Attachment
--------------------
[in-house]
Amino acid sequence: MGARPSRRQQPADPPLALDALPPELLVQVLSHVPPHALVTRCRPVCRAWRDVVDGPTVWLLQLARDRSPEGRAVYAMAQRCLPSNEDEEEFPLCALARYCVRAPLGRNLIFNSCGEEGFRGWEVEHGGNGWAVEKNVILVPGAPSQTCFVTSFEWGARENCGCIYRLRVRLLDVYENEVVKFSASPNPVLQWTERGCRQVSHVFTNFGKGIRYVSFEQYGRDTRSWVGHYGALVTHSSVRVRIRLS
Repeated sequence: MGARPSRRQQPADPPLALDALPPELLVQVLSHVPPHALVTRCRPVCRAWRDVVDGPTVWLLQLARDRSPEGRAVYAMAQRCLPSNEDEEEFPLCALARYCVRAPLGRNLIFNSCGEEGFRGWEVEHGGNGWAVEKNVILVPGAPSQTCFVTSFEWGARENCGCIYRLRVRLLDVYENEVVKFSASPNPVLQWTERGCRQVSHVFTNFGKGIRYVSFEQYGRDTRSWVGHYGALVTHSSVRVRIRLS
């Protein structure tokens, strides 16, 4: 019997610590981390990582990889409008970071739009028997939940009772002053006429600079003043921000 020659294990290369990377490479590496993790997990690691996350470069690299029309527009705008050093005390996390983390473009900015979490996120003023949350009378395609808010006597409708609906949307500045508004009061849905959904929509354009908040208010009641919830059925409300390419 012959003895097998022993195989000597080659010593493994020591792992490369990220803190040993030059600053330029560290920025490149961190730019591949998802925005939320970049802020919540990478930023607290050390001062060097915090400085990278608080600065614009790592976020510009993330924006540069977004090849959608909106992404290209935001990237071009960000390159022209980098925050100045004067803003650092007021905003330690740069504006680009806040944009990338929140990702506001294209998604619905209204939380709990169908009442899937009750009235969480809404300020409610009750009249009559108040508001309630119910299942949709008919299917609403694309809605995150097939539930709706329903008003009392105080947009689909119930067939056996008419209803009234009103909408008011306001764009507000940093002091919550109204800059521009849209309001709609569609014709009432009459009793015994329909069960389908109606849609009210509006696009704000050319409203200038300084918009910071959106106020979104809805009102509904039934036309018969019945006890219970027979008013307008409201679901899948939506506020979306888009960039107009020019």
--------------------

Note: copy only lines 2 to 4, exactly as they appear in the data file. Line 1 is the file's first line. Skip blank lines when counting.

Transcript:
Amino acid sequence: MGARPSRRQQPADPPLALDALPPELLVQVLSHVPPHALVTRCRPVCRAWRDVVDGPTVWLLQLARDRSPEGRAVYAMAQRCLPSNEDEEEFPLCALARYCVRAPLGRNLIFNSCGEEGFRGWEVEHGGNGWAVEKNVILVPGAPSQTCFVTSFEWGARENCGCIYRLRVRLLDVYENEVVKFSASPNPVLQWTERGCRQVSHVFTNFGKGIRYVSFEQYGRDTRSWVGHYGALVTHSSVRVRIRLS
Repeated sequence: MGARPSRRQQPADPPLALDALPPELLVQVLSHVPPHALVTRCRPVCRAWRDVVDGPTVWLLQLARDRSPEGRAVYAMAQRCLPSNEDEEEFPLCALARYCVRAPLGRNLIFNSCGEEGFRGWEVEHGGNGWAVEKNVILVPGAPSQTCFVTSFEWGARENCGCIYRLRVRLLDVYENEVVKFSASPNPVLQWTERGCRQVSHVFTNFGKGIRYVSFEQYGRDTRSWVGHYGALVTHSSVRVRIRLS
């Protein structure tokens, strides 16, 4: 019997610590981390990582990889409008970071739009028997939940009772002053006429600079003043921000 020659294990290369990377490479590496993790997990690691996350470069690299029309527009705008050093005390996390983390473009900015979490996120003023949350009378395609808010006597409708609906949307500045508004009061849905959904929509354009908040208010009641919830059925409300390419 012959003895097998022993195989000597080659010593493994020591792992490369990220803190040993030059600053330029560290920025490149961190730019591949998802925005939320970049802020919540990478930023607290050390001062060097915090400085990278608080600065614009790592976020510009993330924006540069977004090849959608909106992404290209935001990237071009960000390159022209980098925050100045004067803003650092007021905003330690740069504006680009806040944009990338929140990702506001294209998604619905209204939380709990169908009442899937009750009235969480809404300020409610009750009249009559108040508001309630119910299942949709008919299917609403694309809605995150097939539930709706329903008003009392105080947009689909119930067939056996008419209803009234009103909408008011306001764009507000940093002091919550109204800059521009849209309001709609569609014709009432009459009793015994329909069960389908109606849609009210509006696009704000050319409203200038300084918009910071959106106020979104809805009102509904039934036309018969019945006890219970027979008013307008409201679901899948939506506020979306888009960039107009020019």